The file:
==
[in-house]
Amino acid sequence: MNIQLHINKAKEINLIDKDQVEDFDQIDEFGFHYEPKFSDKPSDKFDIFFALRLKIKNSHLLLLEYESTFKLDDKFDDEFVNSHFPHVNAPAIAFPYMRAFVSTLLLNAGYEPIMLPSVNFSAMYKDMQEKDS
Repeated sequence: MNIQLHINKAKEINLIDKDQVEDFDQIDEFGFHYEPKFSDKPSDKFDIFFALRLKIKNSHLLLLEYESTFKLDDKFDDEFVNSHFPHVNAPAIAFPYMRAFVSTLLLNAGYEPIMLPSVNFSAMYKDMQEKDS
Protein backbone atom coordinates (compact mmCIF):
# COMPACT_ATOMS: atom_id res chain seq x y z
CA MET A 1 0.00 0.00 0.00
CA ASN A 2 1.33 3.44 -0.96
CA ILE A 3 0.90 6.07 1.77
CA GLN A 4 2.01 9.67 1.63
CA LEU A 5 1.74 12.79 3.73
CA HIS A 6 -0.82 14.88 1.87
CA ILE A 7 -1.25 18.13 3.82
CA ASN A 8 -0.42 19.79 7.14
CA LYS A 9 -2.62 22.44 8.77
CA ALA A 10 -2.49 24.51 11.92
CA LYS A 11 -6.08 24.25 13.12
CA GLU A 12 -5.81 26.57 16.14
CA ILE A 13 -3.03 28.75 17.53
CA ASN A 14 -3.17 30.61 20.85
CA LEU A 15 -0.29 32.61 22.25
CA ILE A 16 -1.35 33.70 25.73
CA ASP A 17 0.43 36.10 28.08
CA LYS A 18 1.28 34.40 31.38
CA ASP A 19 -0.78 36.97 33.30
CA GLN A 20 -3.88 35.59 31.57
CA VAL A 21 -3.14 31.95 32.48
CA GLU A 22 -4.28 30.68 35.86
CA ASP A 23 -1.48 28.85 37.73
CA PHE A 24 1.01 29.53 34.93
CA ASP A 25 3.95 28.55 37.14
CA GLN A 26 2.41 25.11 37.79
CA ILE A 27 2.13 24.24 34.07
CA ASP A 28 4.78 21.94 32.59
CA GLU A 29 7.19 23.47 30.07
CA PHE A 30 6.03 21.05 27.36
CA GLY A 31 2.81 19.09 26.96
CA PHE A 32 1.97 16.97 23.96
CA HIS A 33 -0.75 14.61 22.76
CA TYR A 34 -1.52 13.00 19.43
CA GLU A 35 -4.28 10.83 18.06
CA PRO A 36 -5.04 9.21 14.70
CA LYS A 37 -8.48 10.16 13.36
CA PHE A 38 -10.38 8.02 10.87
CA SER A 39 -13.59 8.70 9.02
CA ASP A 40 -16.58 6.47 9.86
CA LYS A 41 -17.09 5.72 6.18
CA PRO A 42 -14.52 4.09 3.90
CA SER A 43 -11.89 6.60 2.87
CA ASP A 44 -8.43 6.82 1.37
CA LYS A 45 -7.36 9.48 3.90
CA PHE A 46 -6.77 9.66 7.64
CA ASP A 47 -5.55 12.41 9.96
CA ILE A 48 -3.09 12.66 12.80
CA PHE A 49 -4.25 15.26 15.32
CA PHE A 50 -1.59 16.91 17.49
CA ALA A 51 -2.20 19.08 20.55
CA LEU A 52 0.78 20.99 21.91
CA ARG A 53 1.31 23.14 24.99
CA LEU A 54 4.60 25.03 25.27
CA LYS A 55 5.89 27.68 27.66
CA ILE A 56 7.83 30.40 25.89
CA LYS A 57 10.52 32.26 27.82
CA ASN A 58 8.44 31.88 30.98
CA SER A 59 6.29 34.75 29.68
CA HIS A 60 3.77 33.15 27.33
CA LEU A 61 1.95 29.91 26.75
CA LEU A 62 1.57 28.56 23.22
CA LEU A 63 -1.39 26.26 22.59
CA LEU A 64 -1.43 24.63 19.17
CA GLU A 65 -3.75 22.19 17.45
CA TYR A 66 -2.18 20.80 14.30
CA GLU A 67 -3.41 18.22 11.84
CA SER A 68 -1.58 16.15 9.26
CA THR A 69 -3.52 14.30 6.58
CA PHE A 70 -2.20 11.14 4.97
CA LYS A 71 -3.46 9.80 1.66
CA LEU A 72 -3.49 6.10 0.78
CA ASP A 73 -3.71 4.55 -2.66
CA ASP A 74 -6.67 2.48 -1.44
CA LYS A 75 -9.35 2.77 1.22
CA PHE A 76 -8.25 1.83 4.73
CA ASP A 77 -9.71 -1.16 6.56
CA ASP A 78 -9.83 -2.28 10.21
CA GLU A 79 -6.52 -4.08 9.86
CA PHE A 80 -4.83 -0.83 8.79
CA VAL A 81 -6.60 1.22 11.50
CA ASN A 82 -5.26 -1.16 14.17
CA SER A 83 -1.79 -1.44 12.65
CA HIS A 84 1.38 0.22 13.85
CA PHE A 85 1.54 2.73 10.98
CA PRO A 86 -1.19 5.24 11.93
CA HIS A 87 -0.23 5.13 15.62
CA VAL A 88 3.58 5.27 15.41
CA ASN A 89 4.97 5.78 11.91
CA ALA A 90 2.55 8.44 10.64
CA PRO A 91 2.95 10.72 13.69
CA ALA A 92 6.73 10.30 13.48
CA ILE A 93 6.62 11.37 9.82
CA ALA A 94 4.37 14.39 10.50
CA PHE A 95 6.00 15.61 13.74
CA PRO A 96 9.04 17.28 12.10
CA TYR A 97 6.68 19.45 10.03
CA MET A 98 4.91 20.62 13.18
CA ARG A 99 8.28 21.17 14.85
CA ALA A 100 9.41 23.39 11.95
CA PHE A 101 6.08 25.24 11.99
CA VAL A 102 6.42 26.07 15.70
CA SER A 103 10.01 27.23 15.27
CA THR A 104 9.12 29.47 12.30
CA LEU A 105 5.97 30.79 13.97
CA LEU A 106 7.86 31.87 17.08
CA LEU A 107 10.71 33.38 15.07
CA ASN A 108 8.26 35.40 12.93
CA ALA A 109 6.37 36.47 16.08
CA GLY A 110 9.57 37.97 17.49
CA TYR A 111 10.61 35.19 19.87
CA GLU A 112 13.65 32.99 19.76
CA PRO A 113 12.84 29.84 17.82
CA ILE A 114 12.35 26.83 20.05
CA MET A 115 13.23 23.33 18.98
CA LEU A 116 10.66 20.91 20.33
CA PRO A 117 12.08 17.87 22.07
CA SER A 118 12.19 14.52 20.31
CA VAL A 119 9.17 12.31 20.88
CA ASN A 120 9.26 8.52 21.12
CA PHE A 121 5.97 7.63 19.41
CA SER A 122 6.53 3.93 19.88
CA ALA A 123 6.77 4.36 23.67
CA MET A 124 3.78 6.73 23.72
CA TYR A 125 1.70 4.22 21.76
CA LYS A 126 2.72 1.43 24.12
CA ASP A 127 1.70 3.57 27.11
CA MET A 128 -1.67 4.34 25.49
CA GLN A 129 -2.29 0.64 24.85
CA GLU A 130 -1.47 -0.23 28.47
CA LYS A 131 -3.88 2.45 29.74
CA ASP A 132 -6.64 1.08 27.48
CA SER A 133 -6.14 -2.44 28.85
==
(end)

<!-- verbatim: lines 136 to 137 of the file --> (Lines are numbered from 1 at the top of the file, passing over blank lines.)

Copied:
CA LYS A 131 -3.88 2.45 29.74
CA ASP A 132 -6.64 1.08 27.48